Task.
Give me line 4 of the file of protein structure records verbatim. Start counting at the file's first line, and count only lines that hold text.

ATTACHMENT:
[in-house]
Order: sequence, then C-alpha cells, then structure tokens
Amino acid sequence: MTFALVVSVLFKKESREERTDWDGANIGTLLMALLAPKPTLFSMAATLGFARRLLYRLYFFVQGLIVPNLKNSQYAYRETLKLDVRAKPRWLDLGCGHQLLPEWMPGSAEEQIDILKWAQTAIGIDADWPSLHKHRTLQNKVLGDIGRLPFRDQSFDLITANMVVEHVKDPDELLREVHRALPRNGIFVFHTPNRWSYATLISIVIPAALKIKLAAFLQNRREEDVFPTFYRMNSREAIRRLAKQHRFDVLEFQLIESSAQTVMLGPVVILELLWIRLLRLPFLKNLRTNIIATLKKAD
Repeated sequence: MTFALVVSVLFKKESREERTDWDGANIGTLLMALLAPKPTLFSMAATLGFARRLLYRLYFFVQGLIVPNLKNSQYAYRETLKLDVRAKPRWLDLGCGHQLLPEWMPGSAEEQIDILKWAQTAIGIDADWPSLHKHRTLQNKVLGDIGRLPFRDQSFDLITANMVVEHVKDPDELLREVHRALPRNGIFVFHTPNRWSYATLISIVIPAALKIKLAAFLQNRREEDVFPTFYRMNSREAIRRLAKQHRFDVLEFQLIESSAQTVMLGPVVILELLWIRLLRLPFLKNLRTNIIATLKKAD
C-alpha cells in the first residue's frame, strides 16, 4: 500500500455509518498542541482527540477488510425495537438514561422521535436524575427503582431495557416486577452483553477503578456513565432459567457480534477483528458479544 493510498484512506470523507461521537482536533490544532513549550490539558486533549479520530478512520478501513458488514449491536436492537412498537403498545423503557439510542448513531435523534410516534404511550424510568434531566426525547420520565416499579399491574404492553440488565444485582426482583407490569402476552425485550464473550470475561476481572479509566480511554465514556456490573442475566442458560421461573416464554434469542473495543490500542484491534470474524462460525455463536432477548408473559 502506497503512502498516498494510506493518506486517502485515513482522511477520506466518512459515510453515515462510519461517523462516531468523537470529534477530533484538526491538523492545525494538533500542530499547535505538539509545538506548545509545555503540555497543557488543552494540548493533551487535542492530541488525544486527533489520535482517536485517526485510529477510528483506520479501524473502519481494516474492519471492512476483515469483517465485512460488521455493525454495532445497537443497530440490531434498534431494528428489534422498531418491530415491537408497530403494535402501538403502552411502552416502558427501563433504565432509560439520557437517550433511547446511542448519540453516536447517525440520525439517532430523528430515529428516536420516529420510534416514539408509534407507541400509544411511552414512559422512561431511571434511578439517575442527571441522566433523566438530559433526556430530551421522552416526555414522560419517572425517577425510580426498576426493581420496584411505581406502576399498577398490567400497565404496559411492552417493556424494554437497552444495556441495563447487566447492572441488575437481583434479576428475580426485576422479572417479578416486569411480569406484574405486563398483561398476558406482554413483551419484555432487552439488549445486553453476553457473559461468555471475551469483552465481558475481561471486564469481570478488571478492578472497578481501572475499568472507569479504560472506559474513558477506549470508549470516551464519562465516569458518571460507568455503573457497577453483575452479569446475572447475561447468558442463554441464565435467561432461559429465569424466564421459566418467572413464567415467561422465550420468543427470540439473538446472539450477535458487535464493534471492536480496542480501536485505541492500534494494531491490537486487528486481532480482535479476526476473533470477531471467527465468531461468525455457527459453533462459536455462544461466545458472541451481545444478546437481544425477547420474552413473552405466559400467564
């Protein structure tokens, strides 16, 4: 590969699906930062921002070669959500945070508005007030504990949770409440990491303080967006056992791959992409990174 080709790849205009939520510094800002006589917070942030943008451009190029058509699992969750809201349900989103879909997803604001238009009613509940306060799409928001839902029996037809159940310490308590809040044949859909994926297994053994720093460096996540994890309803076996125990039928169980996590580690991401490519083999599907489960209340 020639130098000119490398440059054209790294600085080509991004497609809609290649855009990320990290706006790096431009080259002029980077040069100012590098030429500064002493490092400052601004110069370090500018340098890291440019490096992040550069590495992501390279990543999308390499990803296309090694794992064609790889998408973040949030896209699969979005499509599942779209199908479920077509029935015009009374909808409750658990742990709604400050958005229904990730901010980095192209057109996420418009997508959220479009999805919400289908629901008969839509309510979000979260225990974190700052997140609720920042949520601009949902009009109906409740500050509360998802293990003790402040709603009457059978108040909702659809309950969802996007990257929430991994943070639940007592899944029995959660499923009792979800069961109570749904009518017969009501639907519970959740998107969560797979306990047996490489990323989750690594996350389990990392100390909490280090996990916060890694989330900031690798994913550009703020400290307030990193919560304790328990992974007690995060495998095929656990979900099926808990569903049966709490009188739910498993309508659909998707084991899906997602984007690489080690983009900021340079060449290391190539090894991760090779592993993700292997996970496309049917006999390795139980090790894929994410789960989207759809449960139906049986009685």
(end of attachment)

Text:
Repeated sequence: MTFALVVSVLFKKESREERTDWDGANIGTLLMALLAPKPTLFSMAATLGFARRLLYRLYFFVQGLIVPNLKNSQYAYRETLKLDVRAKPRWLDLGCGHQLLPEWMPGSAEEQIDILKWAQTAIGIDADWPSLHKHRTLQNKVLGDIGRLPFRDQSFDLITANMVVEHVKDPDELLREVHRALPRNGIFVFHTPNRWSYATLISIVIPAALKIKLAAFLQNRREEDVFPTFYRMNSREAIRRLAKQHRFDVLEFQLIESSAQTVMLGPVVILELLWIRLLRLPFLKNLRTNIIATLKKAD